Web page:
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Two days back, I had to power off my laptop (by long-pressing the power button) due to frequent power fluctuations. I am unable to boot into Windows 7 since then (it automatically goes into recovery mode). But I am still able to boot into Windows 8 installed on another partition of the same drive (dual boot).

From Windows 8, I tried to do the "Error Checking" on the Windows 7 partition (Drive Properties -> Tools -> Error Checking). This operation just gets struck at some point and doesn't move ahead.

So my question is, will I be able to format this particular drive, reinstall Windows 7 and safely use it like before, or has this drive become useless?

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Download the hard disk manufacturer's test utility and see what it has to say about the drive. –  Karan Oct 23 '12 at 13:04
    
@Karan, it fails the HDD Confidence test (and few other HDD related tests). But as I already said, I can boot into Windows8 installed on the same HDD. So, HDD isn't DEAD for sure. Infact, except for the windows 7 partition, all the other 3 partitions are working just fine. –  Srikanth Reddy Oct 23 '12 at 13:09
    
"But I am still able to boot into Windows 8 installed on other drive" - Now I am confused. Is Win8 on another physical drive, or on another partition of the same drive that Win7 is on? Also, as Craig noted below, even if the drive isn't dead it looks like it could very well be dying. Get your important data off it ASAP! –  Karan Oct 23 '12 at 13:11
    
@Karan My mistake. Windows 8 is on a different partition –  Srikanth Reddy Oct 23 '12 at 13:29

2 Answers 2

Before you do anything else, if you have any data of value on the system, disk image the hard drive in case it is failing. You can do this from numerous different bootable utility CDs, most of which can write a disk image to an external USB hard drive.

Next, if it's a spinning magnetic hard drive not an SSD, do a S.M.A.R.T. self-test on the drive. If this passes, there's a good chance the drive is OK. Do not rely on the SMART self-reported health check, this frequently reports "PASSED" on drives that're moments from total failure. Again, numerous utilities for Windows SMART testing are available.

If the SMART test passes you probably have either a damaged operating system install or file system corruption and - if there's no data of value on the system - can reformat the damaged partition and reinstall. You might want to try booting off the Windows 7 recovery disk first, as it might be able to repair the system without reinstalling. Be aware that re-installing Windows 7 or using the recovery mode of the install disk may break Windows 8 by replacing its bootloader, forcing you to repair Windows 8 before it'll boot.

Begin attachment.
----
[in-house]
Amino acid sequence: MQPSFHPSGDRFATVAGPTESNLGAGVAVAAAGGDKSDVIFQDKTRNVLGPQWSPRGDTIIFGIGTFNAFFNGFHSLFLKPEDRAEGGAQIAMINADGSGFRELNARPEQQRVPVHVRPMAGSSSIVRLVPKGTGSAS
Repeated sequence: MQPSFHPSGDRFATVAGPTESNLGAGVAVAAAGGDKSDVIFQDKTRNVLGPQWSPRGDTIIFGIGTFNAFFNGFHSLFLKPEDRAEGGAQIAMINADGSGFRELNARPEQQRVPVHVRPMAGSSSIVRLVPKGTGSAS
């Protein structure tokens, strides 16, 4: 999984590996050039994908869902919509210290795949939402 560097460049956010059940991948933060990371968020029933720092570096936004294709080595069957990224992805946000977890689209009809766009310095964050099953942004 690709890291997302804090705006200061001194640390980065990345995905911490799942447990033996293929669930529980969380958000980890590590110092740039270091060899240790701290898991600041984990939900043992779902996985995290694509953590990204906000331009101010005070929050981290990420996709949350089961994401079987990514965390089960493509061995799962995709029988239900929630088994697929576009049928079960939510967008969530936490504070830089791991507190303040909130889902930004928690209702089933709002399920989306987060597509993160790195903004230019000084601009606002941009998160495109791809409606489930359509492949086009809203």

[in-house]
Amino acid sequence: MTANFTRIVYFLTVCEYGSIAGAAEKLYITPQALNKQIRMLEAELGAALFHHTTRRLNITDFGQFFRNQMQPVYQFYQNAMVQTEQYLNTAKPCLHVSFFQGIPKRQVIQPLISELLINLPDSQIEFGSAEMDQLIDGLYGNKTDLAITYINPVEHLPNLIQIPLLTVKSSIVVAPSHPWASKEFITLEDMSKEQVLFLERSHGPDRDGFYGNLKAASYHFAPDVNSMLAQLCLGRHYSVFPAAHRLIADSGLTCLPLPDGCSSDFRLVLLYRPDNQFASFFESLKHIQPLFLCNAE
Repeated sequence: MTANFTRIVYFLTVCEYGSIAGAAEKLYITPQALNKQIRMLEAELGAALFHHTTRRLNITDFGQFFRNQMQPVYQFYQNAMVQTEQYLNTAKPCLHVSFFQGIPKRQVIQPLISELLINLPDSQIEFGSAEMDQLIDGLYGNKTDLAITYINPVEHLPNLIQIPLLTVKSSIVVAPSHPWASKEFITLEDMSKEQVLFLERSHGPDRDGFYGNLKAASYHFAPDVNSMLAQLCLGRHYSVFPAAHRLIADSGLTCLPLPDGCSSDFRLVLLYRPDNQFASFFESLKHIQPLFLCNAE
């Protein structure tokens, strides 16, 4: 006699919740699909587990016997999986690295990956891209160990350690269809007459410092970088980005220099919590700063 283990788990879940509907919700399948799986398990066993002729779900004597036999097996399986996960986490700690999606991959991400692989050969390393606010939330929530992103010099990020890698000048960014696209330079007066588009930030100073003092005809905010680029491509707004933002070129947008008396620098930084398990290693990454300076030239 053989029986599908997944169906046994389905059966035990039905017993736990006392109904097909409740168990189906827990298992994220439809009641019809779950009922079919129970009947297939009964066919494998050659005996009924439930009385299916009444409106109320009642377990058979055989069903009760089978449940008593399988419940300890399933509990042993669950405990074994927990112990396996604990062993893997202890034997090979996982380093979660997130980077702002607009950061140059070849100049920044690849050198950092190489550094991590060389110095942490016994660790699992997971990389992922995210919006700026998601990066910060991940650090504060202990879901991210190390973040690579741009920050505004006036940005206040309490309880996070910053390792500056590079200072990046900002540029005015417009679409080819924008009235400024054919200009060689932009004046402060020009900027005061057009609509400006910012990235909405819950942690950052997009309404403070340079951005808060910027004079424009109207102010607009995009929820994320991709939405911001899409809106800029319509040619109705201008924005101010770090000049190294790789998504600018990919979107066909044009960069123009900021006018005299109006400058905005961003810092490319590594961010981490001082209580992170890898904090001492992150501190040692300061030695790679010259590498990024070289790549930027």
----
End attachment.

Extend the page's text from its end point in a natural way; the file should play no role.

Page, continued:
You should not get file system corruption due to crashes and power-offs. If it's happening, there's something not right with the machine. If your system has an SSD it might not have proper power protection for its write-back cache and might not respect disk flush requests - this is true of many cheap consumer SSDs. Such disks can never be truly reliable, and should only be used if you keep good backups.

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I have already moved all my data to my external HDD. I did a few Harddisk tests using utilities disk provided by DELL and most of them fail including CONFIDENCE test. But, booting into windows 8 installed on other partition, I am able to use all the other 3 partitions (except windows7 partion) as usual without any errors. Just for the windows7 partition, when I try to copy a few files or try to do "Error Checking" system seems to crash/not-respond. In such case, can I safely format that particular drive and reinstall win7 and use it as usual? or is that partition damaged for ever? –  Srikanth Reddy Oct 23 '12 at 13:26
    
Well, if the disk tests fail then I'd be reluctant to rely on the disk; it's probably going to get worse. Consider replacing the hard drive. –  Craig Ringer Oct 23 '12 at 13:40

I suggest you try out this software here as a boot-cd:

http://hddguru.com/software/2005.10.02-MHDD/

It will show you quite clear, if and where your harddisk might have defect sectors, and it might even be able to move them away from your active partition, restoring basic functionality.

However, depending on the results of bad/weak sectors detected by MHDD, I would rather suggest, that you replace this drive as soon as possible.

To restore your Windows 7 there might be some ways - with XP there was some recovery-mode to replace basic system-files.

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